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      • Well David, I am not sure what if any part of your post you considered an adequate response, but let me assure you, all sarcasm and coughing aside, you answered nothing. “That would be false”, other than being your own opinion, carries an appropriate amount of weight, it’s only as considerable as YOU think it is. Every point I made can be documented, as even evolutionists know and have admitted themselves. Perhaps if you have been invested in this area of science for over forty years you might have, somewhere in your reading, stumbled across these issues, Perhaps reading a book will help. And not just reading “how to answer objections to evolution”, though I don’t think you would take long to do so. After all, there’s just one line in it. “That would be false”. I try to be nice, but your response was just pathetic. Try not to be so lazy next time and actually do some research. Just one example, Haeckel’s embryos. Just pick up any evolutionary biology book from the 1900’s up until as recently as ten years ago or so and odds are you will find Haeckel’s embryos in it, either a picture (the most ususal) or at least reference.
        And apparently you object to statistics (do you actually understand science) or quote mining (ever read a book or scientific study paper). You obviously can’t even offer a rudimentary defense of what you believe. I can only hope you can do better. But that would be false.

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        • “Every point I made can be documented, as even evolutionists know and have admitted themselves”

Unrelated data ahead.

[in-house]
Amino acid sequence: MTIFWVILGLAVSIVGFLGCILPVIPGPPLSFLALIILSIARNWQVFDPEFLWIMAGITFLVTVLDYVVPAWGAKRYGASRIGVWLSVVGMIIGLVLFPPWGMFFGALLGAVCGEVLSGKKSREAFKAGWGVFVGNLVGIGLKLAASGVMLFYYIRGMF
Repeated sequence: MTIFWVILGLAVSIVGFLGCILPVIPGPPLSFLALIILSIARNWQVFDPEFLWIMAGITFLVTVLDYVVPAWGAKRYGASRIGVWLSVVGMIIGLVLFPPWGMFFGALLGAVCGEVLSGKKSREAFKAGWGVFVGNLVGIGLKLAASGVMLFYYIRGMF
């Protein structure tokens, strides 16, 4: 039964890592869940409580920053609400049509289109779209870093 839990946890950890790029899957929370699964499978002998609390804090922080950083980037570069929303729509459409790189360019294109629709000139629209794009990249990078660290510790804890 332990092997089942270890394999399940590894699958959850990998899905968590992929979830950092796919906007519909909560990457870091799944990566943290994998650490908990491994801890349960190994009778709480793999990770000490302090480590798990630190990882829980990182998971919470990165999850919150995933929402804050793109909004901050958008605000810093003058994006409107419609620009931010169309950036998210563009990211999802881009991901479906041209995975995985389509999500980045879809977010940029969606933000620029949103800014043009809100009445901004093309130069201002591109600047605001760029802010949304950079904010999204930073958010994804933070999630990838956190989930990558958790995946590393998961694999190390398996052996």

No, the documentation of all your points is erroneous and biased. And I have some forty years years of experience in reading evolution.
          Take Haeckel’s embryos. Similar figures comparing embryos are found in all textbooks, usually as drawings to make the relevant features clear. The figures compring embryos are there, for the simple reason that embryos of vertebrates are very similar, as can be seen from good photographs too. It takes some time to collect good photographs from the diverse literature on embryological studies on vertebrates – one at a time – but it is totally against fact to deny embryo similarity.

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          • no one’s claiming no similarity. The point was the similarity was significantly exaggerated, often by altering the drawings. This is no longer disputed, nor is it disputed that homology no longer carries the weight it once did and never should have. Similarity does not prove descent or necessary linkage. Again, the points being made, in response to posters’ comment about artistic license and consistency, that the sciences are often quite slow (and in this case, a century slow) acknowledging error or fraud, at least in a public sense. I understand the embarrassment hoaxes and fraud can bring, so I am sympathetic. The point at hand was the ark exhibit made it clear that artistic license was involved. Seemed trite to me to then make big issue of it’s usage. Thus the insinuation that one should remove the log from one’s own eye before making a big issue of a splinter in someone elses.
            So the point you make about current drawings is anachronistic to the point at hand. I was not commenting on last years science textbooks. And your statement about “all” points was a pure case of dictis simplicitor. I’ve tried to make people understand that simply saying something is wrong does not make it wrong. I’m glad you have read for over 40 years. Unless you have been reading nothing but pro-Darwinian literature, you should be aware of the points I made, and aware that there are and have been evolutionists who did and do acknowledge these things. I only try to get people to think outside the box and urge them to question everything, be skeptical, and stay current. I personally don’t care what anyone believes until they try to enlist me in their cause. At that point I will have lot’s of questions and expect reasonable, rational, tested answers, with difficulties acknowledge, not brushed aside.